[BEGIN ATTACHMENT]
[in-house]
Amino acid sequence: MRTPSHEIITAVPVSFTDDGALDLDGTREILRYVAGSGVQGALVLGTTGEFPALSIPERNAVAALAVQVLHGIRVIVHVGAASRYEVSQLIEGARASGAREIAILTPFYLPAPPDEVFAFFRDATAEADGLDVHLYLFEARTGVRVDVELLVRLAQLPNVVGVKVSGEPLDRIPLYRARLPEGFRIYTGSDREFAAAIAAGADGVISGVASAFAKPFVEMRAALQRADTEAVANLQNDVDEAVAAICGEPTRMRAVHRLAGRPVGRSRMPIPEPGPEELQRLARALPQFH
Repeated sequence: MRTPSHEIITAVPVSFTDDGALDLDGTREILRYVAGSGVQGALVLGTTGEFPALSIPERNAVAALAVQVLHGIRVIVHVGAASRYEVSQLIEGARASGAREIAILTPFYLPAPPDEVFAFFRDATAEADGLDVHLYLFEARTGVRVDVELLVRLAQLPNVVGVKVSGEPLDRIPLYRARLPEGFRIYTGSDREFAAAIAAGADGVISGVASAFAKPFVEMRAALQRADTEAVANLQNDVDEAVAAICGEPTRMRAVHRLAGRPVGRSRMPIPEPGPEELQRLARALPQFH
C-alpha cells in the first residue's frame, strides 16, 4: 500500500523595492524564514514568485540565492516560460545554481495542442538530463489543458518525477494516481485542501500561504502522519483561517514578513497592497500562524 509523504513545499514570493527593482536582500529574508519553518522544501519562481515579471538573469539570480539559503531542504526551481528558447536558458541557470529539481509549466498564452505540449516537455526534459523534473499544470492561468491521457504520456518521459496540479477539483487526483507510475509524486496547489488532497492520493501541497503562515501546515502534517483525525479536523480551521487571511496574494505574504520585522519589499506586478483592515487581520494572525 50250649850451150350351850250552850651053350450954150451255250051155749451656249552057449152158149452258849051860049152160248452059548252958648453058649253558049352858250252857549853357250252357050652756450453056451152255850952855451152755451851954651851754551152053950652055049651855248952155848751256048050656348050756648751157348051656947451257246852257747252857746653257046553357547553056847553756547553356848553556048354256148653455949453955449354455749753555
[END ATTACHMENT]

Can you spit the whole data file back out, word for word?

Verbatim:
[in-house]
Amino acid sequence: MRTPSHEIITAVPVSFTDDGALDLDGTREILRYVAGSGVQGALVLGTTGEFPALSIPERNAVAALAVQVLHGIRVIVHVGAASRYEVSQLIEGARASGAREIAILTPFYLPAPPDEVFAFFRDATAEADGLDVHLYLFEARTGVRVDVELLVRLAQLPNVVGVKVSGEPLDRIPLYRARLPEGFRIYTGSDREFAAAIAAGADGVISGVASAFAKPFVEMRAALQRADTEAVANLQNDVDEAVAAICGEPTRMRAVHRLAGRPVGRSRMPIPEPGPEELQRLARALPQFH
Repeated sequence: MRTPSHEIITAVPVSFTDDGALDLDGTREILRYVAGSGVQGALVLGTTGEFPALSIPERNAVAALAVQVLHGIRVIVHVGAASRYEVSQLIEGARASGAREIAILTPFYLPAPPDEVFAFFRDATAEADGLDVHLYLFEARTGVRVDVELLVRLAQLPNVVGVKVSGEPLDRIPLYRARLPEGFRIYTGSDREFAAAIAAGADGVISGVASAFAKPFVEMRAALQRADTEAVANLQNDVDEAVAAICGEPTRMRAVHRLAGRPVGRSRMPIPEPGPEELQRLARALPQFH
C-alpha cells in the first residue's frame, strides 16, 4: 500500500523595492524564514514568485540565492516560460545554481495542442538530463489543458518525477494516481485542501500561504502522519483561517514578513497592497500562524 509523504513545499514570493527593482536582500529574508519553518522544501519562481515579471538573469539570480539559503531542504526551481528558447536558458541557470529539481509549466498564452505540449516537455526534459523534473499544470492561468491521457504520456518521459496540479477539483487526483507510475509524486496547489488532497492520493501541497503562515501546515502534517483525525479536523480551521487571511496574494505574504520585522519589499506586478483592515487581520494572525 50250649850451150350351850250552850651053350450954150451255250051155749451656249552057449152158149452258849051860049152160248452059548252958648453058649253558049352858250252857549853357250252357050652756450453056451152255850952855451152755451851954651851754551152053950652055049651855248952155848751256048050656348050756648751157348051656947451257246852257747252857746653257046553357547553056847553756547553356848553556048354256148653455949453955449354455749753555